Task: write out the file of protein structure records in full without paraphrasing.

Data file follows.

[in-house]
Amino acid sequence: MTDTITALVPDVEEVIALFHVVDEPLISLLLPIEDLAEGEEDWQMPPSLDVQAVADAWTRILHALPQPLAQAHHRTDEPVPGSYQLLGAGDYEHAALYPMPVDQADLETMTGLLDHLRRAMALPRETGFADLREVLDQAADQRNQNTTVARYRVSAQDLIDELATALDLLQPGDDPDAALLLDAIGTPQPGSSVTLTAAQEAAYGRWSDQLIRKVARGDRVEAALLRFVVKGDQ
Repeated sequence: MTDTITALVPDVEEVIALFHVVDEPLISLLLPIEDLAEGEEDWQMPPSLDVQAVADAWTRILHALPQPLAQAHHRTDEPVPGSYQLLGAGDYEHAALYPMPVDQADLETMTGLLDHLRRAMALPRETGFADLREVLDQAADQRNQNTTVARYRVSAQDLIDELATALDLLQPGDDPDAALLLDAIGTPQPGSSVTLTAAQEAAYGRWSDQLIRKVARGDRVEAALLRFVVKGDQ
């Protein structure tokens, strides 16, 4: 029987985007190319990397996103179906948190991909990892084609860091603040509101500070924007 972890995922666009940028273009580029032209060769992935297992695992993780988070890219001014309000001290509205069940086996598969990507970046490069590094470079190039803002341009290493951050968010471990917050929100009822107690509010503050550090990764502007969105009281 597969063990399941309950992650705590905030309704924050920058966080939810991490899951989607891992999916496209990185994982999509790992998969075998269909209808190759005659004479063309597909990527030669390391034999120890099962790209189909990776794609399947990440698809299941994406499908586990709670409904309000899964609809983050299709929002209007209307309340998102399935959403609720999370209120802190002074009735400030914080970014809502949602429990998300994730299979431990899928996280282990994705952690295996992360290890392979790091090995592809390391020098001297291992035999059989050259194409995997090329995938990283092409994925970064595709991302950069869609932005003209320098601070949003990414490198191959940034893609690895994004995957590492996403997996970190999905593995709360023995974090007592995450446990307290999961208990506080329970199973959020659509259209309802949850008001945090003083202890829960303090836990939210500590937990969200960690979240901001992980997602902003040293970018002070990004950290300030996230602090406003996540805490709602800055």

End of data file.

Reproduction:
[in-house]
Amino acid sequence: MTDTITALVPDVEEVIALFHVVDEPLISLLLPIEDLAEGEEDWQMPPSLDVQAVADAWTRILHALPQPLAQAHHRTDEPVPGSYQLLGAGDYEHAALYPMPVDQADLETMTGLLDHLRRAMALPRETGFADLREVLDQAADQRNQNTTVARYRVSAQDLIDELATALDLLQPGDDPDAALLLDAIGTPQPGSSVTLTAAQEAAYGRWSDQLIRKVARGDRVEAALLRFVVKGDQ
Repeated sequence: MTDTITALVPDVEEVIALFHVVDEPLISLLLPIEDLAEGEEDWQMPPSLDVQAVADAWTRILHALPQPLAQAHHRTDEPVPGSYQLLGAGDYEHAALYPMPVDQADLETMTGLLDHLRRAMALPRETGFADLREVLDQAADQRNQNTTVARYRVSAQDLIDELATALDLLQPGDDPDAALLLDAIGTPQPGSSVTLTAAQEAAYGRWSDQLIRKVARGDRVEAALLRFVVKGDQ
């Protein structure tokens, strides 16, 4: 029987985007190319990397996103179906948190991909990892084609860091603040509101500070924007 972890995922666009940028273009580029032209060769992935297992695992993780988070890219001014309000001290509205069940086996598969990507970046490069590094470079190039803002341009290493951050968010471990917050929100009822107690509010503050550090990764502007969105009281 597969063990399941309950992650705590905030309704924050920058966080939810991490899951989607891992999916496209990185994982999509790992998969075998269909209808190759005659004479063309597909990527030669390391034999120890099962790209189909990776794609399947990440698809299941994406499908586990709670409904309000899964609809983050299709929002209007209307309340998102399935959403609720999370209120802190002074009735400030914080970014809502949602429990998300994730299979431990899928996280282990994705952690295996992360290890392979790091090995592809390391020098001297291992035999059989050259194409995997090329995938990283092409994925970064595709991302950069869609932005003209320098601070949003990414490198191959940034893609690895994004995957590492996403997996970190999905593995709360023995974090007592995450446990307290999961208990506080329970199973959020659509259209309802949850008001945090003083202890829960303090836990939210500590937990969200960690979240901001992980997602902003040293970018002070990004950290300030996230602090406003996540805490709602800055």